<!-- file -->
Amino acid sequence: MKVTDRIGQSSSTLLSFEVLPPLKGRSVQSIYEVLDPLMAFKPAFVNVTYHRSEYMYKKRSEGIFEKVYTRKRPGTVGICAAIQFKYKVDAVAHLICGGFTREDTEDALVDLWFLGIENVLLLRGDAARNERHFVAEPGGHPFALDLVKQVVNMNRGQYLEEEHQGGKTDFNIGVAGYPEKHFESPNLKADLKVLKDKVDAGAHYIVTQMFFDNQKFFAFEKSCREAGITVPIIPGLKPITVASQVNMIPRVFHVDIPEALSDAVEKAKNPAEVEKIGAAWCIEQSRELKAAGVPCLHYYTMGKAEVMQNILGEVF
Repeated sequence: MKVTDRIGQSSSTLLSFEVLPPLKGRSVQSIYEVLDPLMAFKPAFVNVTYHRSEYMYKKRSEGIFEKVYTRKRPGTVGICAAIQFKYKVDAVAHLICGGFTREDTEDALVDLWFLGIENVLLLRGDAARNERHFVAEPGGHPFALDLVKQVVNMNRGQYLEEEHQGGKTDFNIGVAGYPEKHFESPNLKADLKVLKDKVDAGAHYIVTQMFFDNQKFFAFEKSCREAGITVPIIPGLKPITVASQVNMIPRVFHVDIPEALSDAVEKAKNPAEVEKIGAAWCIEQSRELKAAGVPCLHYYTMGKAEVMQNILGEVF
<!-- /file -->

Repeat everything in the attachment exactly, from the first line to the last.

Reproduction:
Amino acid sequence: MKVTDRIGQSSSTLLSFEVLPPLKGRSVQSIYEVLDPLMAFKPAFVNVTYHRSEYMYKKRSEGIFEKVYTRKRPGTVGICAAIQFKYKVDAVAHLICGGFTREDTEDALVDLWFLGIENVLLLRGDAARNERHFVAEPGGHPFALDLVKQVVNMNRGQYLEEEHQGGKTDFNIGVAGYPEKHFESPNLKADLKVLKDKVDAGAHYIVTQMFFDNQKFFAFEKSCREAGITVPIIPGLKPITVASQVNMIPRVFHVDIPEALSDAVEKAKNPAEVEKIGAAWCIEQSRELKAAGVPCLHYYTMGKAEVMQNILGEVF
Repeated sequence: MKVTDRIGQSSSTLLSFEVLPPLKGRSVQSIYEVLDPLMAFKPAFVNVTYHRSEYMYKKRSEGIFEKVYTRKRPGTVGICAAIQFKYKVDAVAHLICGGFTREDTEDALVDLWFLGIENVLLLRGDAARNERHFVAEPGGHPFALDLVKQVVNMNRGQYLEEEHQGGKTDFNIGVAGYPEKHFESPNLKADLKVLKDKVDAGAHYIVTQMFFDNQKFFAFEKSCREAGITVPIIPGLKPITVASQVNMIPRVFHVDIPEALSDAVEKAKNPAEVEKIGAAWCIEQSRELKAAGVPCLHYYTMGKAEVMQNILGEVF